Rastakov's Green Mass, LPO with Vladimir Jurowski, Royal Festival Hall, review: 'a disaster'

Conductor Vladimir Jurowski
Conductor Vladimir Jurowski Credit: LPO

We've been here before with Vladimir Jurowski and the London Philharmonic. His great sense of adventure and curiosity sometimes give us the most interesting programmes of any London orchestra, but equally and stubbornly these qualities can lead to disaster. Featuring the world premiere of Alexander Raskatov's Green Mass, this concert proved again that his particular Achilles heel is post-Soviet music. The cleverness of the programme, its ecological agenda fleshed out with Beethoven's Pastoral Symphony, counted for nothing against the terribleness of Raskatov's work.

Scored for massive, stage-filling forces, Green Mass is another expensive mistake the LPO can hardly afford, and calls into question again the orchestra's artistic direction. There is a recurring theme here, as anyone with memories of Vladimir Martynov's Vita Nuova seven years ago will know. Characterised by a similarly lethal mixture of banality and naivety, Green Mass is the work of a composer who the LPO has commissioned before, so Jurowski seems to be one of the last conductors on Earth not to have noticed that Russia is today a compositional desert. A country that once produced a disproportionate number of great composers has suffered irreparable musical climate change.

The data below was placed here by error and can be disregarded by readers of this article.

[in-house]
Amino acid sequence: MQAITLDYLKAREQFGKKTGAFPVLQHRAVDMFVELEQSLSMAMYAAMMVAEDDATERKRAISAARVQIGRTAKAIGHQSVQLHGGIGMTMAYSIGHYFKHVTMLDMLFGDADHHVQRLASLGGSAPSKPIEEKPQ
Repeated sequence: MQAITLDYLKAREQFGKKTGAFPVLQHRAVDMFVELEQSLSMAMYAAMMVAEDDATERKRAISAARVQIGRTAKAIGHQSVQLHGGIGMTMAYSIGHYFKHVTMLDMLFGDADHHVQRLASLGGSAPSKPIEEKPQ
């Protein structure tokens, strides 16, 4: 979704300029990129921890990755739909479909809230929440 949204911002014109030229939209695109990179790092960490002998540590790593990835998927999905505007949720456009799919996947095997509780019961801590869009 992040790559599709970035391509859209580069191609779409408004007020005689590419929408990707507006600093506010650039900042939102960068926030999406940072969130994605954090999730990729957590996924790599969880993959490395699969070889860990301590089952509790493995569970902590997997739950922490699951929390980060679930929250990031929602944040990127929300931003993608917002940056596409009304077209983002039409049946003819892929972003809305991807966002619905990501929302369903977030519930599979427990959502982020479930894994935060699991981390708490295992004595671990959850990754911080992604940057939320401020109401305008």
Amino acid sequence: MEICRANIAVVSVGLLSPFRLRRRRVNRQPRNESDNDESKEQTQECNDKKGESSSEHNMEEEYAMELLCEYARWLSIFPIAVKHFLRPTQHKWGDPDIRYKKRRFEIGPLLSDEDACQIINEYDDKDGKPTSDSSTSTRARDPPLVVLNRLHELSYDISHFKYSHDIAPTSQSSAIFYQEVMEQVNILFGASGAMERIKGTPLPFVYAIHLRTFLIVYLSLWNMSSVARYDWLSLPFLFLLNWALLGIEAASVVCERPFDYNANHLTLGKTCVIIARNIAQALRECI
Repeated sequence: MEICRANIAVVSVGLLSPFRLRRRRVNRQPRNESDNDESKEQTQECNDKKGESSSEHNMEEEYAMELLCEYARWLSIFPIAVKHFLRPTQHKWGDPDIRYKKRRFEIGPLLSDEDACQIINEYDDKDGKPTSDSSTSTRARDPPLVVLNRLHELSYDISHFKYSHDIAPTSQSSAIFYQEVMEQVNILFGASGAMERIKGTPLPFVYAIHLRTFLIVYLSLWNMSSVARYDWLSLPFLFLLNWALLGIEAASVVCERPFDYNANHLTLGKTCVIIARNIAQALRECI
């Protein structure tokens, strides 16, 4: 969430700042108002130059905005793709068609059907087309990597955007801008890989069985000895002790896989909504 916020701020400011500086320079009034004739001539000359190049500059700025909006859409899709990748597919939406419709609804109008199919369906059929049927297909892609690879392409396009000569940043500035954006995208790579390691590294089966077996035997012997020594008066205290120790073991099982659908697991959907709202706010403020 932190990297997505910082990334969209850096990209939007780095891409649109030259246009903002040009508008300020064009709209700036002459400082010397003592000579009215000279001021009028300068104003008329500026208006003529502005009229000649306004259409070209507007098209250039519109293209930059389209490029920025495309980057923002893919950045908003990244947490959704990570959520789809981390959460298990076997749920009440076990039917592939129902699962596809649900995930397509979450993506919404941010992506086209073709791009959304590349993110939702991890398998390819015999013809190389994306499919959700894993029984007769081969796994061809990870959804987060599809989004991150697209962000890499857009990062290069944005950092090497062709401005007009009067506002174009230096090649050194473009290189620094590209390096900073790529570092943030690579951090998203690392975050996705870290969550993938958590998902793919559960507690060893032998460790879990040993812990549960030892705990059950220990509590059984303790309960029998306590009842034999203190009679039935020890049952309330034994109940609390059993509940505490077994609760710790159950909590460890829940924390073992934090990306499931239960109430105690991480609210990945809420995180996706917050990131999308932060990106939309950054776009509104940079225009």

Interspersing the text of the Mass with nature-inspired poetry, Raskatov (born 1953) may be trying to emulate Britten's War Requiem, but he is let down by his own postmodern padding. He throws everything into the orchestra, from electric guitar and cimbalom to steel drums and even wind chimes, but less would have been more. The "global" message of the text's five languages – taken from William Blake, Georg Trakl, Velimir Khlebnikov, Guillaume Apollinaire and St Francis of Assisi – was swallowed up.

Amplification did no favours to the squally soprano of Elena Vassilieva, but the other soloists (Iestyn Davies, Mark Padmore and Nikolay Didenko) coped valiantly alongside the Choir of Clare College, Cambridge. Jurowski conducted with conviction, which I hope he was faking in the name of professionalism.

To open the concert, a period-sized LPO made heavy weather of the Pastoral Symphony. Perhaps the sense of foreboding had something to do with the Raskatov that lay ahead, but it was a charmless performance that seemed to evoke the Russian steppe rather than the Viennese woods. Jurowski being Jurowski, he of course stamped his individual mark here, but the orchestra – playing with minimal vibrato, on natural trumpets and period timpani – was less than comfortable. The performance perked up from the middle movement onwards, yet it had little Beethovenian transcendence and no trace of the pantheism that had surely been the programme's whole starting point.